Describe Broca's aphasia
difficulty expressing or using language
Describe Wernicke's aphasia
Impaired language comprehension
What is conduction aphasia the result of?
damage to the neurons that connect Wernicke’s and Broca’s areas
What is global aphasia?
The inability to use language in any form
Damage to the right cortex in the area corresponding to Broca’s area may cause what?
What is neglect?
the tendency to behave as if one side of the body and/or one side of space does not exist
What side of the body does neglect often affect?
the left side
What are 2 types of neglect?
Personal and Spatial
What is personal neglect?
Unilateral lack of awareness of sensory stimuli, personal hygiene and grooming, movement of the limbs
What is spatial neglect?
Unilateral lack of understanding of spatial relationships, resulting in a deranged internal representation of space
What is lateropulsion?
the powerful pushing away from the less paretic side in sitting, as well as during transfers, standing, and walking
What does loss of consciousness result from? (2 things)
- the movement of the cerebral hemispheres relative to the brainstem (causing torque of the brainstem)
- an abrupt increase in intracranial pressure
ADHD affects _-_% of children and _-_% of adults.
Girls with ADHD are more likely to be _____ than are boys.
Boys with ADHD tend to be what?
hyperactive or impulsive
What are Autism Spectrum Disorders (ASD)?
the abnormal anatomy and connectivity of the limbic and striatal social brain systems
What causes ASD?
An immune attack on brain proteins, in addition to genetic factors
What is epilepsy?
sudden attacks of excessive cortical neuronal discharge, interfering with brain function
What are the 2 main types of generalized epileptic seizures?
- Absence seizures
- Tonic-clonic seizures
What 3 things reduce the capability for understanding and reasoning?
Cognitive disability, dementia, and dyslexia
What are 2 common causes of cognitive disability?
- trisomy 21
- untreated phenylketonuria
What is trisomy 21 aka?
What is phenylketonuria (PKU)?
an autosomal recessive defect in metabolism, resulting in the retention of a common amino acid, phenylalanine (PHE)
What does an accumulation of PHE result in?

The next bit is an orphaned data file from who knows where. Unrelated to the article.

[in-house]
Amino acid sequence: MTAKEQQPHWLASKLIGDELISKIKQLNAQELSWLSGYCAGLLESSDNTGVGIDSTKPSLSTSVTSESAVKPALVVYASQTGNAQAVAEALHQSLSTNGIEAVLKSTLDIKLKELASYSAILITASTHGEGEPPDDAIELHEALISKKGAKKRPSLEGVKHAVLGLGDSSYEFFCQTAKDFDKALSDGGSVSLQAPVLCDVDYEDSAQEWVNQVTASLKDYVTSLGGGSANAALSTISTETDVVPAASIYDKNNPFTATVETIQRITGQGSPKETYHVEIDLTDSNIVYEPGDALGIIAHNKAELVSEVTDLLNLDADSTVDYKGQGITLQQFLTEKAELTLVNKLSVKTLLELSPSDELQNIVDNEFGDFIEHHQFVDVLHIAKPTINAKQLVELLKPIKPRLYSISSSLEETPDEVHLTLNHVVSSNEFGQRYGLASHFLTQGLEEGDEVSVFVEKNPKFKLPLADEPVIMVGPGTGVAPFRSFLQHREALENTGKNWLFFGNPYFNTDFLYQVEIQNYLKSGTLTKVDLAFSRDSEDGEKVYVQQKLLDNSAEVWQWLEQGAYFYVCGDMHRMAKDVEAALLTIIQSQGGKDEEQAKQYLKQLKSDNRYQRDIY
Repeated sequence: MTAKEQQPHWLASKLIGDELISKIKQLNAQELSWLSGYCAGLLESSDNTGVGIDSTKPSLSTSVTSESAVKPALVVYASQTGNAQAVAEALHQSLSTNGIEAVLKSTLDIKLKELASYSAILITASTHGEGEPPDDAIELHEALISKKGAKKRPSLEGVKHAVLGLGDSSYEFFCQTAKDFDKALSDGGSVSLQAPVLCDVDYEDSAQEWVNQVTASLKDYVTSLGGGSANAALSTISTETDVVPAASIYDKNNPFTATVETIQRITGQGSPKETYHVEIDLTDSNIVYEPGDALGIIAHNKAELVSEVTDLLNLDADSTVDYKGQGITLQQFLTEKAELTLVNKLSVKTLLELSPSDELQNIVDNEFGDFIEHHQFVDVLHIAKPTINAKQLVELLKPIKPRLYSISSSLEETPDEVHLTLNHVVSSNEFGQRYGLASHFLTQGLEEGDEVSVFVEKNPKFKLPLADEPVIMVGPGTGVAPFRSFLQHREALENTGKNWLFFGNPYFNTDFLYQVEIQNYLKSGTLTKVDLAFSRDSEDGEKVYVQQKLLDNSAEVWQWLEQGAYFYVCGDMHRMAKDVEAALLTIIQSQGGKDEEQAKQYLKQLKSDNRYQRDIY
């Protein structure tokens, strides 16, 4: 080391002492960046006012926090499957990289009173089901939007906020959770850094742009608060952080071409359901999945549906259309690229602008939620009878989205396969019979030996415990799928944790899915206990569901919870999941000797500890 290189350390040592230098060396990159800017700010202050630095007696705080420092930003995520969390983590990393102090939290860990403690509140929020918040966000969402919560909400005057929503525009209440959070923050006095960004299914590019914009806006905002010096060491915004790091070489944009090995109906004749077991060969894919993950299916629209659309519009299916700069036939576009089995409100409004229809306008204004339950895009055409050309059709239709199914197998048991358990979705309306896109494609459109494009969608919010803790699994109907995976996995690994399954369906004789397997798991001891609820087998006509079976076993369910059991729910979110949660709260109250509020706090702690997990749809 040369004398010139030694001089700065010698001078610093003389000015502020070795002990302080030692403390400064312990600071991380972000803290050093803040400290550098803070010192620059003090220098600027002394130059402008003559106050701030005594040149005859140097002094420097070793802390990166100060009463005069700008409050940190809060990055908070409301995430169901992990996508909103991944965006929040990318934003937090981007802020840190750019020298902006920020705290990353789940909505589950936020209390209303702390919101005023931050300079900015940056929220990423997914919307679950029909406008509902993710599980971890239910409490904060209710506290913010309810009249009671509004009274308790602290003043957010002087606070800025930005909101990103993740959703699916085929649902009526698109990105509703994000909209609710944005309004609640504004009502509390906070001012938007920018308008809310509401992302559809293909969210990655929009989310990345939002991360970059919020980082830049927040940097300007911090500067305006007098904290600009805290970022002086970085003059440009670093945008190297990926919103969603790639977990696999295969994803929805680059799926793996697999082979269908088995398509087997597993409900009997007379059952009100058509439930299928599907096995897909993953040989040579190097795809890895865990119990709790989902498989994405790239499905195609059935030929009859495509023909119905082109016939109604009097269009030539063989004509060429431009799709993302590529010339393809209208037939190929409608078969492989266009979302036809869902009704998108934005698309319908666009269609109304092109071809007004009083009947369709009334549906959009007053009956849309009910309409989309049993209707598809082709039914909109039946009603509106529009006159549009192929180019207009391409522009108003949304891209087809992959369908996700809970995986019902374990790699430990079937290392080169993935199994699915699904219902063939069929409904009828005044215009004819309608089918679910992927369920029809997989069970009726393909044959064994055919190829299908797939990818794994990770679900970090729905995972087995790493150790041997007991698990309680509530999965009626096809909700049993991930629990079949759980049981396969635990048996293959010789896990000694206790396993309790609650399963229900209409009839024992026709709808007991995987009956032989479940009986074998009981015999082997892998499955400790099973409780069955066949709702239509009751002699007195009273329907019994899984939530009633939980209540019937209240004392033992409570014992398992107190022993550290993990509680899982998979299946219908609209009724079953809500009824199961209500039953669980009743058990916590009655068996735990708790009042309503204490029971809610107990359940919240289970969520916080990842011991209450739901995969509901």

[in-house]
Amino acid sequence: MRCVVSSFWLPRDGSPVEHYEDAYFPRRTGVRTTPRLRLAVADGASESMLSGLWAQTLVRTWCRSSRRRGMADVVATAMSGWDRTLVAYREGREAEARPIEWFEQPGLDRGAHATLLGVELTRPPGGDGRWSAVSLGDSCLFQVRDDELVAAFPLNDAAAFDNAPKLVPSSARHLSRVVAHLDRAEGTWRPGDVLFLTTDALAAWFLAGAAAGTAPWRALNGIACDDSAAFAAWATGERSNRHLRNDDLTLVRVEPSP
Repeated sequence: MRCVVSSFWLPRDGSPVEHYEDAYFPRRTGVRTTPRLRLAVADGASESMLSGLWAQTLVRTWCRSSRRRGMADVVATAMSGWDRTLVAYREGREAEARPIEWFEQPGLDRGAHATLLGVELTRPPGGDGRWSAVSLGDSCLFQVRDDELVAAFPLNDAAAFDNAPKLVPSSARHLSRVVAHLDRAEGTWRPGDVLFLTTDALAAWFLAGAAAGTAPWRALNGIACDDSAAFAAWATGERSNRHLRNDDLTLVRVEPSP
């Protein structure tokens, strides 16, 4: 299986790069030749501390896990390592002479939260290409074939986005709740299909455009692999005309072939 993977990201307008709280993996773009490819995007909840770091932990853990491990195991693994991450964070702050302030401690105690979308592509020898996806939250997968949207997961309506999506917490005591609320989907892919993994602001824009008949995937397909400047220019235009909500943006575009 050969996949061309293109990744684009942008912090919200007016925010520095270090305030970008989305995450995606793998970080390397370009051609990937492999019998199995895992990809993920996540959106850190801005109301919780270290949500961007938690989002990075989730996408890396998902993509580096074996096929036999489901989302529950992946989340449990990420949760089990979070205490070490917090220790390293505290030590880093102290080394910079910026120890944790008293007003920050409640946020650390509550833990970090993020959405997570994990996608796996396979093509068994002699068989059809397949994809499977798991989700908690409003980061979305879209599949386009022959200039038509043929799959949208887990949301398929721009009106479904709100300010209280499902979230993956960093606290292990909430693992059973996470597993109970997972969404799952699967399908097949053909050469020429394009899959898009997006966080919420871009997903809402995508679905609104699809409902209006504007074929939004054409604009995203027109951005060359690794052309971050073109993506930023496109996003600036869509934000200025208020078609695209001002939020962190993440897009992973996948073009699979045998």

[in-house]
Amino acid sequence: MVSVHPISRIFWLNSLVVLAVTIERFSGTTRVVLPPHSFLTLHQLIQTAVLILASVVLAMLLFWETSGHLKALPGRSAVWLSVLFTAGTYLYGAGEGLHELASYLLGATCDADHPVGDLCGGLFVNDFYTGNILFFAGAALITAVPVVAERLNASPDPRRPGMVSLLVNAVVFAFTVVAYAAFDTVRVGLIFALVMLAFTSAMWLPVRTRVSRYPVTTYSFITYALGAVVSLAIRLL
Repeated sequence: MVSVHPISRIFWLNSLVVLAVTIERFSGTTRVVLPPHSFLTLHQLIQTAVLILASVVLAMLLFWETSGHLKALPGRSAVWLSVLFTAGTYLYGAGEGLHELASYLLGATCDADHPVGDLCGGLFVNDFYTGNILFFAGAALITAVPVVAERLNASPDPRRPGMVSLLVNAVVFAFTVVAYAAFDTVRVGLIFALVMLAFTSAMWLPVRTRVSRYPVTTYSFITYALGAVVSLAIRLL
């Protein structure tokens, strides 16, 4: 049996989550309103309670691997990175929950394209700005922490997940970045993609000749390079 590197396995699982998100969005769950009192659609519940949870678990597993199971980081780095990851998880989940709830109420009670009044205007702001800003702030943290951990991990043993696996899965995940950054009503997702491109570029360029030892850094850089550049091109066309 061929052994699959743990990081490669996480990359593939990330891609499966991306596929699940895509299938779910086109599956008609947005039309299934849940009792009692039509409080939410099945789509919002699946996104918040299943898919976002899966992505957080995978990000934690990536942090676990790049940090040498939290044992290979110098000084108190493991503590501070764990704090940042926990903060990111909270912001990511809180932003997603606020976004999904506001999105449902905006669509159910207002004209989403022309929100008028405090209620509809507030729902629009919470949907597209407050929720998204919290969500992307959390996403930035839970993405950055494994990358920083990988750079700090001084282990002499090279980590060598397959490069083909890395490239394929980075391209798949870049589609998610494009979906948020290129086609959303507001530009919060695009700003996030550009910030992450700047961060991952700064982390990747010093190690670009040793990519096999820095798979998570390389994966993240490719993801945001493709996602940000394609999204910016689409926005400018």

demyelination and, later, neuronal loss
What are the most common causes of dementia?
- multiple infarcts
- Alzheimer’s disease (AD)
- diffuse Lewy body disease
- Parkinson’s dementia
- chronic traumatic encephalopathy
What causes Alzheimer’s disease?
Altered brain endothelial cells which leads to blood-brain barrier malfunction and release factors injurious or toxic to neurons
What is the most common learning disability?
What is alien hand syndrome?
the involuntary, uncontrollable movement of the upper limb
What may cause alien hand syndrome?
damage to a variety of cortical and subcortical structures or by callosotomy
What are the 3 approaches to recovering from a stroke?
- Compensation approaches
- Remediation approaches
- Motor control approaches
What are somatoform disorders?
Emotional distress that is subconsciously converted into physical symptoms
_______ disorders are described as inflexible, maladaptive patterns of inner experience and behavior.
What are the 3 general types of personality disorders?
- acting out
What are delusions?
false beliefs, despite evidence to the contrary
What are hallucinations?
sensory perceptions experienced without corresponding sensory stimuli
What is mania?
excessive excitement, euphoria, delusions, and overactivity
What is depression?
a syndrome of hopelessness and a sense of worthlessness, with aberrant thoughts and behavior
People with depression have reduced levels of _____ metabolites in their cerebrospinal fluid.
What is anxiety?
the feeling of tension or uneasiness that accompanies anticipating danger
What is panic disorder?
An episode of intense fear that begins abruptly and lasts 10 to 15 minutes.
People with OCD have _____ activity in dorsal, cognitive prefrontal areas combined with
______ activity in ventral, emotion-related prefrontal-striate circuits, and ______ amygdala activity.
What can defined as a group of disorders consisting of disordered thinking, delusions, hallucinations, lack of motivation, apathy, and social withdrawal?
What are neural prostheses?
devices that substitute for a diseased or an injured part of the nervous system to enhance function
What are 2 examples of neural prostheses?
deep-brain stimulation (DBS) and brain-computer interfaces
Deep-Brain Stimulation is most frequently used by those with what disease?